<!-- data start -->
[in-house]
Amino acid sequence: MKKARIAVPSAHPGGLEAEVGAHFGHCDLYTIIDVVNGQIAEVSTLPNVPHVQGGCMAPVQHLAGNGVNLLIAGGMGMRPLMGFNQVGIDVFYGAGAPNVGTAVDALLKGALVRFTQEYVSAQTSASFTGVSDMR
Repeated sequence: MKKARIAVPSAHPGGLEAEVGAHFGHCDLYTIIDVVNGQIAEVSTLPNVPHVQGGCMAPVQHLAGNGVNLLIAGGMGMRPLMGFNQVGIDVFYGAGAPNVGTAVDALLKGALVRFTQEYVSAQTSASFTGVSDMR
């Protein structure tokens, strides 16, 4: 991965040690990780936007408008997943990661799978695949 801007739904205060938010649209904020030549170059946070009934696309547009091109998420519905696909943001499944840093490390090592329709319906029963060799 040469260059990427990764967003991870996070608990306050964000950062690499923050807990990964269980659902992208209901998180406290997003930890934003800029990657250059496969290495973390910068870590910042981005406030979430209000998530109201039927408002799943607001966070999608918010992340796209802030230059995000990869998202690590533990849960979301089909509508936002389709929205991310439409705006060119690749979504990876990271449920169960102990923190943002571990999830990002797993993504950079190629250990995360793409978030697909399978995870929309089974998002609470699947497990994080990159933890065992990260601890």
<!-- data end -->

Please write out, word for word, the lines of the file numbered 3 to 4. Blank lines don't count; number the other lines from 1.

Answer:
Repeated sequence: MKKARIAVPSAHPGGLEAEVGAHFGHCDLYTIIDVVNGQIAEVSTLPNVPHVQGGCMAPVQHLAGNGVNLLIAGGMGMRPLMGFNQVGIDVFYGAGAPNVGTAVDALLKGALVRFTQEYVSAQTSASFTGVSDMR
């Protein structure tokens, strides 16, 4: 991965040690990780936007408008997943990661799978695949 801007739904205060938010649209904020030549170059946070009934696309547009091109998420519905696909943001499944840093490390090592329709319906029963060799 040469260059990427990764967003991870996070608990306050964000950062690499923050807990990964269980659902992208209901998180406290997003930890934003800029990657250059496969290495973390910068870590910042981005406030979430209000998530109201039927408002799943607001966070999608918010992340796209802030230059995000990869998202690590533990849960979301089909509508936002389709929205991310439409705006060119690749979504990876990271449920169960102990923190943002571990999830990002797993993504950079190629250990995360793409978030697909399978995870929309089974998002609470699947497990994080990159933890065992990260601890």